Fire Fighting in Canada

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Generational change in the fire service

May 30, 2023 
By John Liadis

Fire Chief John Liadis

Today’s fire service looks a little different than from when most of us started, specifically around the ages of officers within the service. Observations of many emergency services, from fire to police and EMS, suggest that the supervisors, captains and chiefs are younger than those who typically assumed those roles in the past.

Leadership can come in all different types of packages in today’s modern service. If we take a moment and look at the topic from a 30,000-foot approach, we can see that leadership starts from the bottom up and top down. This holds true if we are doing our jobs correctly, no matter what colour your helmet is or how many bars are on your epaulets. We are seeing a wide range of membership who have entered the fire service across the country, with individuals ranging from their late twenties to forties and more, sometimes. So, if you’re a baby boomer, generation X or generation Y/millennial, you may work alongside one of the others in this category that may be a leader in your department.

The times of seniority being one of the main qualifications, or only qualifications, required to fulfill a position of leadership or a chief officer role has changed in today’s service model. If we look at Alberta’s Occupational Health & Safety Act, the definition of a competent person is “competent” in relation to being adequately qualified, suitably trained and with sufficient experience to safely perform work without supervision or with only a minimal degree of supervision (Chapter O-2.2, s. 1). This may vary from province to province, but human resource teams and recruiting agencies have factored that into the application process and each department has their own specific needs and wants when it comes to hiring chief officer staff. This is where we start to see a younger demographic come into many new leadership positions because of specific background in the service and life experience.

Without a doubt, experience is still key, but it needs to be supported by education, training, and credentials for the individual to be deemed competent. This goes the same way for us all when we get onto the job as rookie recruits. Training proves basic skills, but competency is proven with years of experience and a reputation that has been earned. This is a firm belief of mine.  With that being said, what makes a strong leader? 


After many conversations with other firefighters and officers across the country, one of the most common themes is having a chief officer who has the best interest of the firefighters at heart. A person the team trusts to go to bat for them and represent what’s right for the department and community. Understanding that as a major focus point, it is evident the best leaders are those who have built strong relationships within the service and outside of it. Networking, personal growth and professional growth are all attributes these leaders must posses, and it is an ever-learning journey. Just because your classified as a leader doesn’t always mean you’re a leader. You must always ask yourself the question: “Would I want to work for me?” Becoming proficient in having a positive leadership style in where you’re always learning and truly listening to your firefighters in your service and acting accordingly on best practice and industry standards is important.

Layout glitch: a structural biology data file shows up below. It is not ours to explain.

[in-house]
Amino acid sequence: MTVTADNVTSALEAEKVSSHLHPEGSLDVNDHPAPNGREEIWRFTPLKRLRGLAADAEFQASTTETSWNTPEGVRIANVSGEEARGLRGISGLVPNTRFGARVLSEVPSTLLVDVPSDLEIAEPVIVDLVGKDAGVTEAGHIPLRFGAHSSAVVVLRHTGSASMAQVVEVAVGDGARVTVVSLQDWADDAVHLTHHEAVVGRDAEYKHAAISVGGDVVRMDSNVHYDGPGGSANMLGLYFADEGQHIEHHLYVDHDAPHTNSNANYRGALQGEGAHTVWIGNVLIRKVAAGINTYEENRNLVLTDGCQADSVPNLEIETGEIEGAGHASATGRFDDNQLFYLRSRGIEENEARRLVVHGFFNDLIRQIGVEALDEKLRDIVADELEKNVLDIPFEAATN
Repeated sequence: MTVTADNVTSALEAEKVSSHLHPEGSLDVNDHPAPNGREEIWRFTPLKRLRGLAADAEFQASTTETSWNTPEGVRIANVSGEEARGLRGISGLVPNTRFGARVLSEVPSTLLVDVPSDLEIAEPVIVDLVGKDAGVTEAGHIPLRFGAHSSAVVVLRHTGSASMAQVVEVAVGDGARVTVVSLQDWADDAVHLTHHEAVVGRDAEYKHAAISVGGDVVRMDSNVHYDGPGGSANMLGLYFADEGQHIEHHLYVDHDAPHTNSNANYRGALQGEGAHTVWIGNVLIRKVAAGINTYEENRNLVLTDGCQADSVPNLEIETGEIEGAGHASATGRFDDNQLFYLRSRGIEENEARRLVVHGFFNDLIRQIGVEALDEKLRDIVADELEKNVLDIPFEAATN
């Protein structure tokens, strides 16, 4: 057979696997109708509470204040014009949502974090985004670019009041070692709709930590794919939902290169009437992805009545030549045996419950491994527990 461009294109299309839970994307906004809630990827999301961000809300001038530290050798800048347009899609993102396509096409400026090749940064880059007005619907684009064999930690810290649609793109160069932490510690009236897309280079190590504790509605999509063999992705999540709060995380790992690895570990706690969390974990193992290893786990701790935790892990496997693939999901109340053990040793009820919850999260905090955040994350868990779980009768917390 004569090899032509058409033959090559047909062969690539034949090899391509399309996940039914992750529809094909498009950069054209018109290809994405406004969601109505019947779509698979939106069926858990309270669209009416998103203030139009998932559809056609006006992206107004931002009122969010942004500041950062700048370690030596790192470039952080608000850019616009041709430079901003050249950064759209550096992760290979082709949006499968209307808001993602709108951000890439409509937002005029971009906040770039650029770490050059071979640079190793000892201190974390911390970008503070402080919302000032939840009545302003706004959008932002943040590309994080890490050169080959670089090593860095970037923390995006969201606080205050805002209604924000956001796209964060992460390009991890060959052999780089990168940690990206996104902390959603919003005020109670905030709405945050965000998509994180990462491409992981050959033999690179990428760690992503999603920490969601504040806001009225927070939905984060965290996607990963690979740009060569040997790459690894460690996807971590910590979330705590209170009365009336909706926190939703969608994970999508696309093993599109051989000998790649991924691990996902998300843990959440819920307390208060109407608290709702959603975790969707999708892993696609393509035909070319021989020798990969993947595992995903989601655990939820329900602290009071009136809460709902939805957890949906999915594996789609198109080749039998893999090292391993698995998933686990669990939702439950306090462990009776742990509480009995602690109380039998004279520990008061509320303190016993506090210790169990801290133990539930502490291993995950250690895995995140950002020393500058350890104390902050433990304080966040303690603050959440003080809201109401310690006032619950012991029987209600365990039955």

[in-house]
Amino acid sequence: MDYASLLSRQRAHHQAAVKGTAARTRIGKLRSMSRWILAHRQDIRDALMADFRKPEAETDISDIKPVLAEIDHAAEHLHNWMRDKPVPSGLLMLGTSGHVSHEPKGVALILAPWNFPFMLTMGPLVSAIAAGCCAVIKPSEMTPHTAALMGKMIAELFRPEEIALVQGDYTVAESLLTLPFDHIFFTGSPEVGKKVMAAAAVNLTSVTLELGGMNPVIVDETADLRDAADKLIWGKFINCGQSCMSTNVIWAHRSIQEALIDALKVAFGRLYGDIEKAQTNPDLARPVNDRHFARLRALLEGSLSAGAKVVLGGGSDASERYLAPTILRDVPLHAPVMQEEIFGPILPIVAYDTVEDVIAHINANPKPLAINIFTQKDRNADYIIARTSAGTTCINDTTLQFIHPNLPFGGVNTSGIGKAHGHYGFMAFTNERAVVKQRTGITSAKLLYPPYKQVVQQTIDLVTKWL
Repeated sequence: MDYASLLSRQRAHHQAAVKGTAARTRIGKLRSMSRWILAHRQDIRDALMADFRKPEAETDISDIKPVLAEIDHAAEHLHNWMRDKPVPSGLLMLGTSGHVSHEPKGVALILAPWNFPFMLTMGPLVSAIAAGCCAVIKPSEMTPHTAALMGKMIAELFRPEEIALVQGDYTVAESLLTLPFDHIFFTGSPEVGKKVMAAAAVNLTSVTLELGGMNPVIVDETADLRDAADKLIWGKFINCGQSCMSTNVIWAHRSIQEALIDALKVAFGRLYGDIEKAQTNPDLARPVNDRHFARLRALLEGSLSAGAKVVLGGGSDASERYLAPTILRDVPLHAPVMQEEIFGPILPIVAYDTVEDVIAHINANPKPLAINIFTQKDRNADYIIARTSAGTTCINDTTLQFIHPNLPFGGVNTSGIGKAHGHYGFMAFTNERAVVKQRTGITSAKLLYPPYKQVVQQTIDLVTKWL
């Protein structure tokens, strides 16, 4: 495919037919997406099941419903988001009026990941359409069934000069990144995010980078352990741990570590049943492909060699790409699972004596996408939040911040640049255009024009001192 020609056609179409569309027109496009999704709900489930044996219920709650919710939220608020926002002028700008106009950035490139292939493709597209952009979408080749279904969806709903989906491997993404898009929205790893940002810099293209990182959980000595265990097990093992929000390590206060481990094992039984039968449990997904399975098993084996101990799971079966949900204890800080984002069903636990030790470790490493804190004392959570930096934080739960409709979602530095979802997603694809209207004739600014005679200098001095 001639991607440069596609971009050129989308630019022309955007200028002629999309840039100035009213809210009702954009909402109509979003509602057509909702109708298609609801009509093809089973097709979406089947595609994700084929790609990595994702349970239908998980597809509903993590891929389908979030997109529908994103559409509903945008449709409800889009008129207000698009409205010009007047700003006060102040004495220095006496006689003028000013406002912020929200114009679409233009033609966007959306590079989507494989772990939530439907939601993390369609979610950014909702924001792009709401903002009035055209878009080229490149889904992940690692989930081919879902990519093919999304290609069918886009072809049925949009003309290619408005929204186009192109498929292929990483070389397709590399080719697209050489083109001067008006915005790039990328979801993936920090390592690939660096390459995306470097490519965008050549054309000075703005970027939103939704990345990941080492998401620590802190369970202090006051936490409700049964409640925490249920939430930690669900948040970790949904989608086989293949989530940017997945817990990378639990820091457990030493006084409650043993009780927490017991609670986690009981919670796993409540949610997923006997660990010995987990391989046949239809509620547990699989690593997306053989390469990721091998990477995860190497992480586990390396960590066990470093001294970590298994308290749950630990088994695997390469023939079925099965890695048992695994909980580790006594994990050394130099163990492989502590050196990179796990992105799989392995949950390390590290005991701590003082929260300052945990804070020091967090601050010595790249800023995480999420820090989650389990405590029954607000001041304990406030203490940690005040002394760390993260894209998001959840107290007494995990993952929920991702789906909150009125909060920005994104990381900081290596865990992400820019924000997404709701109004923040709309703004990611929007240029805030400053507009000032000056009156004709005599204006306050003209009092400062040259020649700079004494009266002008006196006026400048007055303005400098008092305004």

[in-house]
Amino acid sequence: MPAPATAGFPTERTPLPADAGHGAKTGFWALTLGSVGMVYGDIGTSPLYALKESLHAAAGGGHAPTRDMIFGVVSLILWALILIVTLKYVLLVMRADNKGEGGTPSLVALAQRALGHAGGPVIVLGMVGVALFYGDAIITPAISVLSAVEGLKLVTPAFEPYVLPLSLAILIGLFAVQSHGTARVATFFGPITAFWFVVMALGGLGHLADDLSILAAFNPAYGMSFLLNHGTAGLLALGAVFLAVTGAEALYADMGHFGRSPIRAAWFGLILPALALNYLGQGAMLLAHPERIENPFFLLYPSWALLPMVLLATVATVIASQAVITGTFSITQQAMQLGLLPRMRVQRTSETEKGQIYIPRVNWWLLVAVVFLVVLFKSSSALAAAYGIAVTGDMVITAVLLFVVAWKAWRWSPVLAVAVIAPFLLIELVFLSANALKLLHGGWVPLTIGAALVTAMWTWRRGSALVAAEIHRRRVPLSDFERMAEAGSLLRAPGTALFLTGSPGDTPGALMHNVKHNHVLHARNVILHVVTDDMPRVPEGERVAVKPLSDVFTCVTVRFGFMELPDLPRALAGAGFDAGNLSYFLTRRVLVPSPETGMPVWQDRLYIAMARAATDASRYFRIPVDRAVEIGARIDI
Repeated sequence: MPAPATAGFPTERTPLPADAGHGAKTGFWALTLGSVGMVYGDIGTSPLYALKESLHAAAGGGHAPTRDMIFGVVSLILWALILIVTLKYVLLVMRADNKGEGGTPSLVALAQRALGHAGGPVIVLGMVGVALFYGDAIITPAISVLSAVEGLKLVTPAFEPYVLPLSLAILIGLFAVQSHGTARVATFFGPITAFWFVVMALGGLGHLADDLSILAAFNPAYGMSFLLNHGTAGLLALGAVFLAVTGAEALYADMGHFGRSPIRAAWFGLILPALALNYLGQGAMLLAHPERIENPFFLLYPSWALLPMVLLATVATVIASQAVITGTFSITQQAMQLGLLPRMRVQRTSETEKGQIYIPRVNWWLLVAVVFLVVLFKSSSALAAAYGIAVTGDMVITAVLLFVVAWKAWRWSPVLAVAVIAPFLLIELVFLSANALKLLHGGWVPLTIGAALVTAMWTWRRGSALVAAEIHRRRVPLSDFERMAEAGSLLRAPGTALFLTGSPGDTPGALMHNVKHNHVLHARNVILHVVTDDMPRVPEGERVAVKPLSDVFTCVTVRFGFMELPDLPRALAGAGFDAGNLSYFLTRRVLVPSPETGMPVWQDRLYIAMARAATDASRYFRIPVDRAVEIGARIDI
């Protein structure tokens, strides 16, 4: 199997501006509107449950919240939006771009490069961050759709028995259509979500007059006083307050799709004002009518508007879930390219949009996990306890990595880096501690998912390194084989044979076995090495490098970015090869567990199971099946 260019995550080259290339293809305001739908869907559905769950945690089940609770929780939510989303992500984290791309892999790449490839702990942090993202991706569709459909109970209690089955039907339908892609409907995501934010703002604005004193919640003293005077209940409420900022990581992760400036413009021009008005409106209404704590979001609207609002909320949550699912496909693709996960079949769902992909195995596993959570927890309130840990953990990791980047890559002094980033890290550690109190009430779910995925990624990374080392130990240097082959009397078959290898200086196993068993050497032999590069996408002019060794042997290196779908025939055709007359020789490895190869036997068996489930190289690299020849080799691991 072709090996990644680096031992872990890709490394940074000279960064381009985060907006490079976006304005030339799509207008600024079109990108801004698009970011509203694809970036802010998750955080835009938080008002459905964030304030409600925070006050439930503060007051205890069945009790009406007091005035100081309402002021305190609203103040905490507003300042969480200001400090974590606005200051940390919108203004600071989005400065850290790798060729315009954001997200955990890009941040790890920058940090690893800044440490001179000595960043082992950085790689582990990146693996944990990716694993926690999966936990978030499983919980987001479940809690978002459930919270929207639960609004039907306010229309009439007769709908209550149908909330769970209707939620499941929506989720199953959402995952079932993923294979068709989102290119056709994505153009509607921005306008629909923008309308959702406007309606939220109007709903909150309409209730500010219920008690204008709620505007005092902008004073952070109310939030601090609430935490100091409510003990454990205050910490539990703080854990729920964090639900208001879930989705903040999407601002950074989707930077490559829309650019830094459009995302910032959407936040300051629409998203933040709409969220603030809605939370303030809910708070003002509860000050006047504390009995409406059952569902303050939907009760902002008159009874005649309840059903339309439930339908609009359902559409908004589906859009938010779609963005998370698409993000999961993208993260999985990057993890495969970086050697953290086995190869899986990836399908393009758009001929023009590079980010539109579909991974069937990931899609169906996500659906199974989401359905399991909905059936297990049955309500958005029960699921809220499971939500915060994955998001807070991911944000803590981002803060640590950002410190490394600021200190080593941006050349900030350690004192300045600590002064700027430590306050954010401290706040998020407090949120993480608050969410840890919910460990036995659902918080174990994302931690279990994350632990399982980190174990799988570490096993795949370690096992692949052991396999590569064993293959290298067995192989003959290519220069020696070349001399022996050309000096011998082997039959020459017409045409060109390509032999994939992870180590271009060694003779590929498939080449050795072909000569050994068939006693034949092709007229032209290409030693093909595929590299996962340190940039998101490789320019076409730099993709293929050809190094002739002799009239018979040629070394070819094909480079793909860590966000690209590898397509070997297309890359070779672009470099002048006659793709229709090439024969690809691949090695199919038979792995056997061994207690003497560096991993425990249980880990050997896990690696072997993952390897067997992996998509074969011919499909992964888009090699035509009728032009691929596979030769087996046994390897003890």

Technology and training today have changed and progressed leaps and bounds from years past. This has allowed for so much growth in the fire service in a very positive way. Social media is a huge contributor to that. Being able to jump on Facebook or Instagram and see the latest trends and techniques for operations driven tactics is one area of rapid growth. There are also so many leadership and professional development style courses and programs out there that are allowing the younger officers to be able to grow and add to their mental toolbox. Being able to be brought up “old school” and taught “new school” is almost the best of both worlds if you can harness both perspectives. 

Today’s generation of officers are a being built quickly as times are changing. With retirement being a major factor, the baby boomers and even some of the generation before are reaching an age in where retirement has happened or about to happen. This is a factor in both the paid-on call and career fire services across the country. For a modern fire service to operate today, it takes a team of people that have a diverse skill set and a chief who has a mix of skills, experience, and education to lead that department into the future. With times changing, the fire service needs to catch up and we are doing a good job at setting the bar. Lastly, we need to maintain that standard and change, to always keep that open mindset of learning daily, building relationships, focusing on the job, and paying it forward.

With almost 20 years in emergency services, Chief John Liadis and his team currently lead a progressive composite department in Central Alberta.

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